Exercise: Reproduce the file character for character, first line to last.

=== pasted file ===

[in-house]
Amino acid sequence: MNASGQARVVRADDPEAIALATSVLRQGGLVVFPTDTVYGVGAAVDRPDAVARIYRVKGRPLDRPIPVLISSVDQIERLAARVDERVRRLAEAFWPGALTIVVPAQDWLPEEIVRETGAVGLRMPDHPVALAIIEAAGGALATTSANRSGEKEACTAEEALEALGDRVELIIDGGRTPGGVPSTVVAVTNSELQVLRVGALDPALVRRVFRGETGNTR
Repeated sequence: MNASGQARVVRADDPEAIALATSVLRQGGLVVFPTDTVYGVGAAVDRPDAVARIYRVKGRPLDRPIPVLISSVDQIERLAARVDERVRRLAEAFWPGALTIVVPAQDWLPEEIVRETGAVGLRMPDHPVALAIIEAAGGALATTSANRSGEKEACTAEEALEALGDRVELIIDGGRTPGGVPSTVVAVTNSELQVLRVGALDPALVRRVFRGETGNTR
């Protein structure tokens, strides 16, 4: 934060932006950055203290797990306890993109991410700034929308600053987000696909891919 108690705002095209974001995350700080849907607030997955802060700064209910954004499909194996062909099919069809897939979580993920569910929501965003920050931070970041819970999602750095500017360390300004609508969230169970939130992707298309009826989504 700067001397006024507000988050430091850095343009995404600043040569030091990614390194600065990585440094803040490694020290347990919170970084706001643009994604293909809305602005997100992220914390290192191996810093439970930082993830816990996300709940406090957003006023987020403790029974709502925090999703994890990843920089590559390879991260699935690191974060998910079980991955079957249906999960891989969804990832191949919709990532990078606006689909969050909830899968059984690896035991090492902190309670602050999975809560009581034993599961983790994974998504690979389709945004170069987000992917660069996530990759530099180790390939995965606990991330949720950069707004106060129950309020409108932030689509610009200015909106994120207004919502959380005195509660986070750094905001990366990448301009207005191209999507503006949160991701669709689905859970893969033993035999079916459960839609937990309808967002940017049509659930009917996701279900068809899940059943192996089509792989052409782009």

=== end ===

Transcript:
[in-house]
Amino acid sequence: MNASGQARVVRADDPEAIALATSVLRQGGLVVFPTDTVYGVGAAVDRPDAVARIYRVKGRPLDRPIPVLISSVDQIERLAARVDERVRRLAEAFWPGALTIVVPAQDWLPEEIVRETGAVGLRMPDHPVALAIIEAAGGALATTSANRSGEKEACTAEEALEALGDRVELIIDGGRTPGGVPSTVVAVTNSELQVLRVGALDPALVRRVFRGETGNTR
Repeated sequence: MNASGQARVVRADDPEAIALATSVLRQGGLVVFPTDTVYGVGAAVDRPDAVARIYRVKGRPLDRPIPVLISSVDQIERLAARVDERVRRLAEAFWPGALTIVVPAQDWLPEEIVRETGAVGLRMPDHPVALAIIEAAGGALATTSANRSGEKEACTAEEALEALGDRVELIIDGGRTPGGVPSTVVAVTNSELQVLRVGALDPALVRRVFRGETGNTR
């Protein structure tokens, strides 16, 4: 934060932006950055203290797990306890993109991410700034929308600053987000696909891919 108690705002095209974001995350700080849907607030997955802060700064209910954004499909194996062909099919069809897939979580993920569910929501965003920050931070970041819970999602750095500017360390300004609508969230169970939130992707298309009826989504 700067001397006024507000988050430091850095343009995404600043040569030091990614390194600065990585440094803040490694020290347990919170970084706001643009994604293909809305602005997100992220914390290192191996810093439970930082993830816990996300709940406090957003006023987020403790029974709502925090999703994890990843920089590559390879991260699935690191974060998910079980991955079957249906999960891989969804990832191949919709990532990078606006689909969050909830899968059984690896035991090492902190309670602050999975809560009581034993599961983790994974998504690979389709945004170069987000992917660069996530990759530099180790390939995965606990991330949720950069707004106060129950309020409108932030689509610009200015909106994120207004919502959380005195509660986070750094905001990366990448301009207005191209999507503006949160991701669709689905859970893969033993035999079916459960839609937990309808967002940017049509659930009917996701279900068809899940059943192996089509792989052409782009």